Students do not qualify for the ECP grants-in-aid.

Key Dates

Submission portal open Oct 1, 2021
Proposal submission deadline Oct 15, 2021 (11:59 PM PST)
Award decisions made Nov 15, 2021

How to Submit an ECP Proposal

Proposals are due by October 15, 2021 at 11:59 PST.

Proposal

Proposals should include:

  1. PI and co-PI personal information and affiliations
  2. Status of the human subjects review for the project (approval must be obtained prior to disbursement of the award)
  3. Explanation regarding attempts to secure matched funding from employer (contact the ECP committee with any questions)
  4. A 150-word abstract describing the proposed research.
  5. A 5-page single-spaced project description (with 1-inch margins and 12-pt Times New Roman font or similar). The description should include:
    • Statement of the problem. A clear statement of the research problem and its significance to psychology and law.
    • Overview of the relation of the problem to the state of the field. A concise overview of the relevant empirical literature, theoretical background, and/or law related to the research problem.
    • Project method. A detailed description of the methodology and analytical strategies to be used.
    • Anticipated contribution. A brief description of the significance of the project within the field of psychology and law.
  6. A reference list (does not count toward the page limit);
  7. A CV for each PI and co-PI contributing to the project, including a list of “significant collaborators” that includes dissertation and master’s thesis advisors, current and past students, co-authors within the last 5 years, editors who have edited a book in which you have a chapter published, and authors who have published in a book you have edited;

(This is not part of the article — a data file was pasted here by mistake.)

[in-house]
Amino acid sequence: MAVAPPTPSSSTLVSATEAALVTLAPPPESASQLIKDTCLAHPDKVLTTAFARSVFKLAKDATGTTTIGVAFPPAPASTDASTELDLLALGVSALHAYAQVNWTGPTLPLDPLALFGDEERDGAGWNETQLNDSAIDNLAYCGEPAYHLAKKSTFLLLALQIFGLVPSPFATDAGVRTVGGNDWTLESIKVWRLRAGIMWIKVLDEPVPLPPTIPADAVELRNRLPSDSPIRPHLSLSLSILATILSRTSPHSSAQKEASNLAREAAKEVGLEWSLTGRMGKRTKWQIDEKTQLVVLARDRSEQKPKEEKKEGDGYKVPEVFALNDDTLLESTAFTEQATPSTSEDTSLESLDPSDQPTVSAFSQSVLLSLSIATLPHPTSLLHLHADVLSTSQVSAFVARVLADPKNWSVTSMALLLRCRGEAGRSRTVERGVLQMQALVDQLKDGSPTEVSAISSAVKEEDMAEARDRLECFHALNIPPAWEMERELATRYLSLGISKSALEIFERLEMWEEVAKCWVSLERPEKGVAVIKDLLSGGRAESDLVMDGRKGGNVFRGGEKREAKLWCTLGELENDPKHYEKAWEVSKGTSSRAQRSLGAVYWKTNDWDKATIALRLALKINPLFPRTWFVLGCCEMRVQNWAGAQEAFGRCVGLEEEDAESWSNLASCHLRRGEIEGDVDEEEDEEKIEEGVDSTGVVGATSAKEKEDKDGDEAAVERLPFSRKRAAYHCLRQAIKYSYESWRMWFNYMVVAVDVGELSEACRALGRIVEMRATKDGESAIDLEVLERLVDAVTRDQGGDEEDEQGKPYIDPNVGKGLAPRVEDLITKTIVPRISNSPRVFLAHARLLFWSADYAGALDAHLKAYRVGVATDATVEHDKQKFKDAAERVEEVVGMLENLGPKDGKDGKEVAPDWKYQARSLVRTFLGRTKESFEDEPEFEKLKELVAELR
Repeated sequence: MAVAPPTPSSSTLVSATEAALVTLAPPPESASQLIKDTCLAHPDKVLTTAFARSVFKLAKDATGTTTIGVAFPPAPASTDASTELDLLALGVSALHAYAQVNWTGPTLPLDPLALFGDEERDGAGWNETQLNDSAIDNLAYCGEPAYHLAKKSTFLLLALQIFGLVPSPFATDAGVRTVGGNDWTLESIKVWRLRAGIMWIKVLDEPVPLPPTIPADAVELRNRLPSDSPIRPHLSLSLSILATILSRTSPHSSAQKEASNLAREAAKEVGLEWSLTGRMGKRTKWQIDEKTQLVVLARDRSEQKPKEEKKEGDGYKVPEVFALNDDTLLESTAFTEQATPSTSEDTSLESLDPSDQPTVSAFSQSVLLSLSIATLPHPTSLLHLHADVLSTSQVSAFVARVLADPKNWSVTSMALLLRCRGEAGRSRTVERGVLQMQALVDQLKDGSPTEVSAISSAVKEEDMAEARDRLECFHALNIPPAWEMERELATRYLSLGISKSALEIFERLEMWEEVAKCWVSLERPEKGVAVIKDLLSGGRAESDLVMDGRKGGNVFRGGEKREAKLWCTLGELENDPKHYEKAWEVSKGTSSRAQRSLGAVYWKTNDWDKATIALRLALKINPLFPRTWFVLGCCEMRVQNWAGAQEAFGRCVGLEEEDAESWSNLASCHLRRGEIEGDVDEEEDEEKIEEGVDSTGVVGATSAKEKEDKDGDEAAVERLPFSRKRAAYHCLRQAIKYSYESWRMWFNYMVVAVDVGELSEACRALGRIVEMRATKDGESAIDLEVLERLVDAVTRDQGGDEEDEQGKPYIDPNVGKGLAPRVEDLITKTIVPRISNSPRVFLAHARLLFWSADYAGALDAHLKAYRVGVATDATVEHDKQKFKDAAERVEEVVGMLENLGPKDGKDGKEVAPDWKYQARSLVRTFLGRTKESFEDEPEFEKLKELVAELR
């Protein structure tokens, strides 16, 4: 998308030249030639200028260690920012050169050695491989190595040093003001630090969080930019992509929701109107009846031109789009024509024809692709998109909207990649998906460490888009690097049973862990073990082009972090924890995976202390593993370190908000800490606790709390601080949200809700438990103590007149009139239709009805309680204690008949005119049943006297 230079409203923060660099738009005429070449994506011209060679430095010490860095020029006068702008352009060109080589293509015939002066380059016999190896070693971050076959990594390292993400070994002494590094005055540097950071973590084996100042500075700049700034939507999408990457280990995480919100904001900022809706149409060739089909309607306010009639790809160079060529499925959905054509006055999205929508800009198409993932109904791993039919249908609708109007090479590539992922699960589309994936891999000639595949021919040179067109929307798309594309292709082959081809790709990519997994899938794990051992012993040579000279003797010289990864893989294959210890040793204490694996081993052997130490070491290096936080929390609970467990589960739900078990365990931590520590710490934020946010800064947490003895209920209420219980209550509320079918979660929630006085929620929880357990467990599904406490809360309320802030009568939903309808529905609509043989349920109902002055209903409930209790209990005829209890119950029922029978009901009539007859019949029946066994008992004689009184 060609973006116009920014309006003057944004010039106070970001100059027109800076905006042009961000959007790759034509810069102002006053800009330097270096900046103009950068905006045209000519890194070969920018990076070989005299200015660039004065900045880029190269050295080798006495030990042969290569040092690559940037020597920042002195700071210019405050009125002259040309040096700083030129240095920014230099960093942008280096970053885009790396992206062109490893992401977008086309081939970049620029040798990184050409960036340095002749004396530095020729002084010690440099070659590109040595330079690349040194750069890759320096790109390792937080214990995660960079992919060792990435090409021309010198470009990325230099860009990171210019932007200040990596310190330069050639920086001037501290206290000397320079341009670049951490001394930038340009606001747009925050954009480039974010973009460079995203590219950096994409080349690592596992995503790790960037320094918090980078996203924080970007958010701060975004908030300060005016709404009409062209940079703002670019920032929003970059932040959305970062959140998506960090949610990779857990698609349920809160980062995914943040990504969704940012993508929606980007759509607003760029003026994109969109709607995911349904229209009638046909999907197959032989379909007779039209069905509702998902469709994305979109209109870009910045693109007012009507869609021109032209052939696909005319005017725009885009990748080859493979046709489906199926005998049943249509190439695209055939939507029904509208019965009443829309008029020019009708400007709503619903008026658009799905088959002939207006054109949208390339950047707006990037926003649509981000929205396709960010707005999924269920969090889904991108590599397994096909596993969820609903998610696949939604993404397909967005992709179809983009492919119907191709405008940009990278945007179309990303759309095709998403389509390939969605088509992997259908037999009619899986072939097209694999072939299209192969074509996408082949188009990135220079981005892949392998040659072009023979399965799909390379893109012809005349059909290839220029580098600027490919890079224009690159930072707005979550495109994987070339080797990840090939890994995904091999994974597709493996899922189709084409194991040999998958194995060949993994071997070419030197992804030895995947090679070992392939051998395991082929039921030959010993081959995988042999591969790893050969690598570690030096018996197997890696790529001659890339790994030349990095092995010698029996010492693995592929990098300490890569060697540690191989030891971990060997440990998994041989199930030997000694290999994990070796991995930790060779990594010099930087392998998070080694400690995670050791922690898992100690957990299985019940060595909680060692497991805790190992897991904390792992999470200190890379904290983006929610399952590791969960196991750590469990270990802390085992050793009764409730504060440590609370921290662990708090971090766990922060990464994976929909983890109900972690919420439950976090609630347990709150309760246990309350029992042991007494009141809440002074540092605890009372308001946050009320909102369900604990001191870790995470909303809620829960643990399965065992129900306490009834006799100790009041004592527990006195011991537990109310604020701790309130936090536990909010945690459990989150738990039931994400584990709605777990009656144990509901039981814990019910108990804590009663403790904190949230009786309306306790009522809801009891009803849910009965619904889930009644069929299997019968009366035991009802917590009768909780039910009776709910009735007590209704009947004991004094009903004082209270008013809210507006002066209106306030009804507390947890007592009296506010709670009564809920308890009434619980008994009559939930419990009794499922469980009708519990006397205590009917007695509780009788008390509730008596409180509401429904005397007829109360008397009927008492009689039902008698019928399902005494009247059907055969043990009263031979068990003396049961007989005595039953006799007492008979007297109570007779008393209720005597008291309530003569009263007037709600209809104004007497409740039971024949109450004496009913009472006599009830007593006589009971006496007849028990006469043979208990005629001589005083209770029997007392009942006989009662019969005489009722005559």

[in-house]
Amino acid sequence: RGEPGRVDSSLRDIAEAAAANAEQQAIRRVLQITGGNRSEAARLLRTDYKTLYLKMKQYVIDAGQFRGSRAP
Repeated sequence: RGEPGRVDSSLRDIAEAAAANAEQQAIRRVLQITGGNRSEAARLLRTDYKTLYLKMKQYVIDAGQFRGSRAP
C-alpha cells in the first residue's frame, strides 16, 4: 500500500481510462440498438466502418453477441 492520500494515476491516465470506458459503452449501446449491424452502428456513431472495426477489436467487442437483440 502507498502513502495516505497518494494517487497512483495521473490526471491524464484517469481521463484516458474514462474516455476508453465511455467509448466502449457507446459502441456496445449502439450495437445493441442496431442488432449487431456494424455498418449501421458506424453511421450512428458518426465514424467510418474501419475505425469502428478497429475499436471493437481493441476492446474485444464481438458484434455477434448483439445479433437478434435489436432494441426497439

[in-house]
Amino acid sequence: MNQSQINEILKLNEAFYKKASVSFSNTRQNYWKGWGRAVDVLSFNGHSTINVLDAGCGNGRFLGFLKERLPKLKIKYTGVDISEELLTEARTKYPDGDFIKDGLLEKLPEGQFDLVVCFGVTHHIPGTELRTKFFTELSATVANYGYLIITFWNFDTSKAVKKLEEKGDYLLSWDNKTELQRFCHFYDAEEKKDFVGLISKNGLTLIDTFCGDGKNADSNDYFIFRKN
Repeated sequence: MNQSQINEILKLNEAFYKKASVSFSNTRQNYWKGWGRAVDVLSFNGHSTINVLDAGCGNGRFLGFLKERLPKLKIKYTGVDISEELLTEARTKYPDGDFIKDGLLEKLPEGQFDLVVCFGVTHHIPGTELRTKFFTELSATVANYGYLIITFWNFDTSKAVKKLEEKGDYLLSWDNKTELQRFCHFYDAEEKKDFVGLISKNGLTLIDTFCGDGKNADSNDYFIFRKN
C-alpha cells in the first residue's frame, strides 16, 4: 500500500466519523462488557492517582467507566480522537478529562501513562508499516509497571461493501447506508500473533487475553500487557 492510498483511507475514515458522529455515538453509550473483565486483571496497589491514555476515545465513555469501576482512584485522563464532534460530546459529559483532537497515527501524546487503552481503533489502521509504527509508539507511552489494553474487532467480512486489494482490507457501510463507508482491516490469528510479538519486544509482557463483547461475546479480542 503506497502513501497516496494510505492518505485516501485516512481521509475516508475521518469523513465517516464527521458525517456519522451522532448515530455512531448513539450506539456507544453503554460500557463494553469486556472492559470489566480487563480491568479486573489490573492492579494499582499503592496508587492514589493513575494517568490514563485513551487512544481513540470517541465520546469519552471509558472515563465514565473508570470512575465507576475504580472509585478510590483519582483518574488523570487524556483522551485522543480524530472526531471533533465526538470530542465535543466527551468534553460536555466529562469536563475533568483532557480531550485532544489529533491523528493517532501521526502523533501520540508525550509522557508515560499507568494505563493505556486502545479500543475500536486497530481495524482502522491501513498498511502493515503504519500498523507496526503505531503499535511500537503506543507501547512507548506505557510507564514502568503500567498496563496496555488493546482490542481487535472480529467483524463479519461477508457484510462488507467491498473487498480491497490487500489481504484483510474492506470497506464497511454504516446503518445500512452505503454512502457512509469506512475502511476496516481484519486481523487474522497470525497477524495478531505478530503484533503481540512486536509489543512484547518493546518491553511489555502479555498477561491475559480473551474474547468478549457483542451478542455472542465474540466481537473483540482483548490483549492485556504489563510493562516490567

8. A project timeline and a proposed budget that details anticipated expenditures and a budget justification that links the requested funds to the proposed activities (If the applicant has secured additional funding for the proposed research from another funding source, please provide an explanation of how the external funds will be used—additional funding is not required and is not considered among the evaluation criteria)
  9. Suggestions for at least five suggested reviewers for the project with expertise in the content area of the proposal. Suggested reviewers should not include anyone who might have a significant conflict of interest in reviewing the proposal (defined as “significant collaborators” in CV section). Please include the full name and email address of each suggested reviewer.

All project-related materials (i.e., abstract, description, timeline, budget) should be blinded. Failure to blind materials will disqualify the applicants from the program.

Awardees must submit yearly progress reports on Nov. 15 of each year until the project is complete. Upon completion of the project, awardees must submit an end-of-project report (to be displayed on our website) and must present the results of their research at either a subsequent AP-LS conference or in the division’s APA program (applicant’s choice).

Proposal Review Criteria